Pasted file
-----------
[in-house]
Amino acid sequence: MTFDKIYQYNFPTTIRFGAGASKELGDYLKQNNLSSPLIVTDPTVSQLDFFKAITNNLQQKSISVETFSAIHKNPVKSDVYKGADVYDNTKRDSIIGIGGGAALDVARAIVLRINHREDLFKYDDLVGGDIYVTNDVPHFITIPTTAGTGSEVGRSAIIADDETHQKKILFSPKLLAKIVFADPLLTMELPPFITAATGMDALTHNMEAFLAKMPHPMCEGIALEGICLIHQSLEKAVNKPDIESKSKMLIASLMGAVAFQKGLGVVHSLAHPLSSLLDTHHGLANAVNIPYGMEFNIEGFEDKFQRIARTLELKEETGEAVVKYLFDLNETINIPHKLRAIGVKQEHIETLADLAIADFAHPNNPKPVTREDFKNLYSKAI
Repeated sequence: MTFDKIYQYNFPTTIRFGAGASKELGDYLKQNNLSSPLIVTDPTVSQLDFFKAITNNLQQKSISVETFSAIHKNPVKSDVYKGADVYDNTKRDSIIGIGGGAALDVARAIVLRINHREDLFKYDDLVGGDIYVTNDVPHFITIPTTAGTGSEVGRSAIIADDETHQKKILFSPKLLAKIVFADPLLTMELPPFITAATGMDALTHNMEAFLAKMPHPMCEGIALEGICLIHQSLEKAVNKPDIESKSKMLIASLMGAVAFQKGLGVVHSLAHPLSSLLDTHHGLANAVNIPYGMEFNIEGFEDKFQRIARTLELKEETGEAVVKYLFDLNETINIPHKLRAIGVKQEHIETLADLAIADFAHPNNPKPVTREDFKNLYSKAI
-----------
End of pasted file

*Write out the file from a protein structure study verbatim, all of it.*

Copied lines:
[in-house]
Amino acid sequence: MTFDKIYQYNFPTTIRFGAGASKELGDYLKQNNLSSPLIVTDPTVSQLDFFKAITNNLQQKSISVETFSAIHKNPVKSDVYKGADVYDNTKRDSIIGIGGGAALDVARAIVLRINHREDLFKYDDLVGGDIYVTNDVPHFITIPTTAGTGSEVGRSAIIADDETHQKKILFSPKLLAKIVFADPLLTMELPPFITAATGMDALTHNMEAFLAKMPHPMCEGIALEGICLIHQSLEKAVNKPDIESKSKMLIASLMGAVAFQKGLGVVHSLAHPLSSLLDTHHGLANAVNIPYGMEFNIEGFEDKFQRIARTLELKEETGEAVVKYLFDLNETINIPHKLRAIGVKQEHIETLADLAIADFAHPNNPKPVTREDFKNLYSKAI
Repeated sequence: MTFDKIYQYNFPTTIRFGAGASKELGDYLKQNNLSSPLIVTDPTVSQLDFFKAITNNLQQKSISVETFSAIHKNPVKSDVYKGADVYDNTKRDSIIGIGGGAALDVARAIVLRINHREDLFKYDDLVGGDIYVTNDVPHFITIPTTAGTGSEVGRSAIIADDETHQKKILFSPKLLAKIVFADPLLTMELPPFITAATGMDALTHNMEAFLAKMPHPMCEGIALEGICLIHQSLEKAVNKPDIESKSKMLIASLMGAVAFQKGLGVVHSLAHPLSSLLDTHHGLANAVNIPYGMEFNIEGFEDKFQRIARTLELKEETGEAVVKYLFDLNETINIPHKLRAIGVKQEHIETLADLAIADFAHPNNPKPVTREDFKNLYSKAI